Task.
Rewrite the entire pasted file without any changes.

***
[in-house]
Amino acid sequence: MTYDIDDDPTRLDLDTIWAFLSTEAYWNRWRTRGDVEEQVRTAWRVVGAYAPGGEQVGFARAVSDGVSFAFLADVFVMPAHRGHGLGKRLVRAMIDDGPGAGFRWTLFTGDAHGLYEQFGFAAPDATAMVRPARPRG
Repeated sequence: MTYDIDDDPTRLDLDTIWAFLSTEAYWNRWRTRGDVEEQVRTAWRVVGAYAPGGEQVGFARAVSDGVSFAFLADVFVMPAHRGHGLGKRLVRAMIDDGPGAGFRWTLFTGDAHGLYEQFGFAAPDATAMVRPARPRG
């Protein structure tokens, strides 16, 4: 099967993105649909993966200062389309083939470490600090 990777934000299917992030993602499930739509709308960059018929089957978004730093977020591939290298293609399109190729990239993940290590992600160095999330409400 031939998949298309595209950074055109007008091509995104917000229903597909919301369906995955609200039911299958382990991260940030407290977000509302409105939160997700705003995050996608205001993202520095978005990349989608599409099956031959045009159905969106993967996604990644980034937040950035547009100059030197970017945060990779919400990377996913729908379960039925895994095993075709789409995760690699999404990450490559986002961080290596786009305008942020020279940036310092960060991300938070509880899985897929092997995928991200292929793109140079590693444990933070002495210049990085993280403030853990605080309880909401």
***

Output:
[in-house]
Amino acid sequence: MTYDIDDDPTRLDLDTIWAFLSTEAYWNRWRTRGDVEEQVRTAWRVVGAYAPGGEQVGFARAVSDGVSFAFLADVFVMPAHRGHGLGKRLVRAMIDDGPGAGFRWTLFTGDAHGLYEQFGFAAPDATAMVRPARPRG
Repeated sequence: MTYDIDDDPTRLDLDTIWAFLSTEAYWNRWRTRGDVEEQVRTAWRVVGAYAPGGEQVGFARAVSDGVSFAFLADVFVMPAHRGHGLGKRLVRAMIDDGPGAGFRWTLFTGDAHGLYEQFGFAAPDATAMVRPARPRG
């Protein structure tokens, strides 16, 4: 099967993105649909993966200062389309083939470490600090 990777934000299917992030993602499930739509709308960059018929089957978004730093977020591939290298293609399109190729990239993940290590992600160095999330409400 031939998949298309595209950074055109007008091509995104917000229903597909919301369906995955609200039911299958382990991260940030407290977000509302409105939160997700705003995050996608205001993202520095978005990349989608599409099956031959045009159905969106993967996604990644980034937040950035547009100059030197970017945060990779919400990377996913729908379960039925895994095993075709789409995760690699999404990450490559986002961080290596786009305008942020020279940036310092960060991300938070509880899985897929092997995928991200292929793109140079590693444990933070002495210049990085993280403030853990605080309880909401």